Secretary Becerra Will Extend the PHE Again, What Does This Mean for Medicaid’s Continuous Coverage Protections?

[UPDATE as of August 16, 2022: HHS Secretary Becerra signed an extension of the Public Health Emergency on July 15, 2022. With less than 60 days before the end of the current PHE, which runs through mid-October,  it is expected that the PHE will be renewed again as the Biden administration did not issue a notice that the PHE would end.]

On their second day in office, the Biden administration promised to give states 60 days notice of the termination of the COVID-19 public health emergency (PHE) since there are significant consequences — especially for the operation of state Medicaid programs. The Biden administration did not provide states with a 60-day notice earlier this week, so we know it will be extended beyond its current end date of July 15, 2022 — most likely another 90-day determination to October 13, 2022.

About 80 million people — including approximately half the children in the U.S. — will have their health insurance status checked when the PHE lifts. While the Medicaid continuous coverage protections remain in effect, no one can be involuntarily disenrolled. So, this is a really big deal. We have written about the potential for as many as 6.7 million children to lose coverage if the process goes poorly.

With the new extension now assured (assuming it is a 90-day extension – discussed below), the first date for possible Medicaid disenrollments would be November 1st, 2022. And enhanced federal funding for Medicaid and CHIP (6.2% increase in federal Medicaid share/4.34% for CHIP) will continue through the end of calendar 2022.

What does this mean for Medicaid’s continuous coverage protections and when they might end?

Cynics may note that the current extension takes us to a few weeks before the midterms and suggest that the PHE will likely be extended again as a consequence. I agree that there is a decent possibility that the PHE will be extended again — though the pandemic itself may be the most important reason why. And with the Administration’s own COVID advisors predicting a troubling fall surge and new variants appearing routinely, it appears that, sadly, the likelihood of the pandemic being in the rearview mirror by then is unlikely.

The Biden administration (i.e. Secretary Becerra) terminating the PHE continues to be the most likely way the Medicaid continuous coverage provisions will end. Some are speculating that Secretary Becerra could issue a declaration for less than a 90-day period. But that seems unlikely to happen since 90-day increments are the norm and that would create another obstacle for states to plan around.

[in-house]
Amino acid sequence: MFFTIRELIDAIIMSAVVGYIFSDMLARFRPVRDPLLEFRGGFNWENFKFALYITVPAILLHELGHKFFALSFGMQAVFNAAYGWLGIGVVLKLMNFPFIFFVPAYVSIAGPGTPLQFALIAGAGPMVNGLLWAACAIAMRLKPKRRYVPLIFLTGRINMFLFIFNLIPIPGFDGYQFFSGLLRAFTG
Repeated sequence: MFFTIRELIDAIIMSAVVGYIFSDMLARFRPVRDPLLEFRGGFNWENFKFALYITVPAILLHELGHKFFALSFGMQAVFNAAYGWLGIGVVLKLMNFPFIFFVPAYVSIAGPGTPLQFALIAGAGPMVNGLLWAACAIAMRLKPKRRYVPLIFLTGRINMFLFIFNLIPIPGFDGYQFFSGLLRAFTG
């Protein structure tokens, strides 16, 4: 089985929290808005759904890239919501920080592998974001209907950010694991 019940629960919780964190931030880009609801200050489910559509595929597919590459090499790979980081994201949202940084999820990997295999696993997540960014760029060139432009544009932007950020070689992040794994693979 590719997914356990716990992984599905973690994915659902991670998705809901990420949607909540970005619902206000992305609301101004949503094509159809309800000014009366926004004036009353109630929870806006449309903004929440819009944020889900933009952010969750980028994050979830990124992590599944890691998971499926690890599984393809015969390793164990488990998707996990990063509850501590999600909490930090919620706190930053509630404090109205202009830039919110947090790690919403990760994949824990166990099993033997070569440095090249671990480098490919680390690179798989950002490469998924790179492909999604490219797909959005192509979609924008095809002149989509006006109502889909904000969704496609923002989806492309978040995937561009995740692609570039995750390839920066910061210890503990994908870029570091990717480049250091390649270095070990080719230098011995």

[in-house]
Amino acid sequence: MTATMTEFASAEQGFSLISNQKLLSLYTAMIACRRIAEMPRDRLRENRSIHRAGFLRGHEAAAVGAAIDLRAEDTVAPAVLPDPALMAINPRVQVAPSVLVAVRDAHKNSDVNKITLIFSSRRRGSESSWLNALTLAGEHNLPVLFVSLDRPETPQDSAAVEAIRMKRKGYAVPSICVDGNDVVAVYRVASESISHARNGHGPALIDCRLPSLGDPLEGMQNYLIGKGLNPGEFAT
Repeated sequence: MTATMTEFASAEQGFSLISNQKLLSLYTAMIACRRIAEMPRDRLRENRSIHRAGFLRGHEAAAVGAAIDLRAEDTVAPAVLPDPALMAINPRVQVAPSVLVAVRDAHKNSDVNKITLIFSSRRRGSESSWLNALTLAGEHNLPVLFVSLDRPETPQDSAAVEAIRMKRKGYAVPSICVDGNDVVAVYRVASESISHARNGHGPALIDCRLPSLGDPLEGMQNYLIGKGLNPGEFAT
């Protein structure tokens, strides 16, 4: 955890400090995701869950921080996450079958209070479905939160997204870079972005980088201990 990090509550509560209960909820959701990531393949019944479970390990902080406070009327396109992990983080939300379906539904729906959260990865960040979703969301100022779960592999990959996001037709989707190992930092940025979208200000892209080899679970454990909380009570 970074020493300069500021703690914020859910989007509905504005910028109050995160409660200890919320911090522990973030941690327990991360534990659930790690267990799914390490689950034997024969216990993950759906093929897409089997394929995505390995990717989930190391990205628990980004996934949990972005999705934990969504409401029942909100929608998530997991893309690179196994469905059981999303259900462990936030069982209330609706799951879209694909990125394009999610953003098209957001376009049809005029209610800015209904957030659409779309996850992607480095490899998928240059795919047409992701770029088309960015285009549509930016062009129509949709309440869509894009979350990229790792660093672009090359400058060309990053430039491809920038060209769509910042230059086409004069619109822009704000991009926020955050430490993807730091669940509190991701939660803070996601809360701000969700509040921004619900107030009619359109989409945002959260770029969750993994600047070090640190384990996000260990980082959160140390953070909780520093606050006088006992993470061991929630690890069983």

As regular readers of SayAhhh! know, it is possible that a specific state could refuse the additional federal funding that the continuous coverage protections are tied to. If a state turns down the extra federal funding, they no longer have to abide by the continuous coverage rules.

Some will no doubt push for this and some states may consider it; though many states are out of legislative session now or will be soon. There seemed to be little serious discussion of this during recent legislative sessions. And a recent report from KFF finds that the extra federal funding has definitely more than compensated states from enrollment growth associated with the continuous coverage provisions.

It is also possible that Congress could legislate and delink the end of the PHE with a phase down of the extra Medicaid/CHIP funding and a date certain to end the Medicaid continuous coverage provisions. This happened in the House-passed Build Back Better Act. Whether Congress will do that is anybody’s guess but I think that is unlikely to happen anytime soon given that there is no sign of imminent movement on the reconciliation bill.

The Medicaid continuous coverage provisions have been incredibly valuable during the pandemic. As we blogged about recently, it appears that they may have reversed the harmful trend of more children becoming uninsured during the Trump years. Medicaid continuous coverage has also contributed to more stable coverage in the postpartum period as my colleague Maggie Clark blogged about recently. And recent research from the Urban Institute found that Medicaid’s continuous coverage protections have reduced medical debt — especially important for people of color who shoulder more medical debt.

In conclusion, I breathed a sigh of relief that the PHE will be extended. We know COVID isn’t over and having stable health insurance is critical when facing a highly contagious and mutating virus and as cost pressures on families are rising.

Editor’s Note: CCF experts have written multiple blogs and reports sharing resources from CMS, analyzing Medicaid enrollment data, and highlighting the potential health coverage losses once the PHE ends. You can find them all here.

Joan Alker is the Executive Director of the Center for Children and Families and a Research Professor at the Georgetown McCourt School of Public Policy.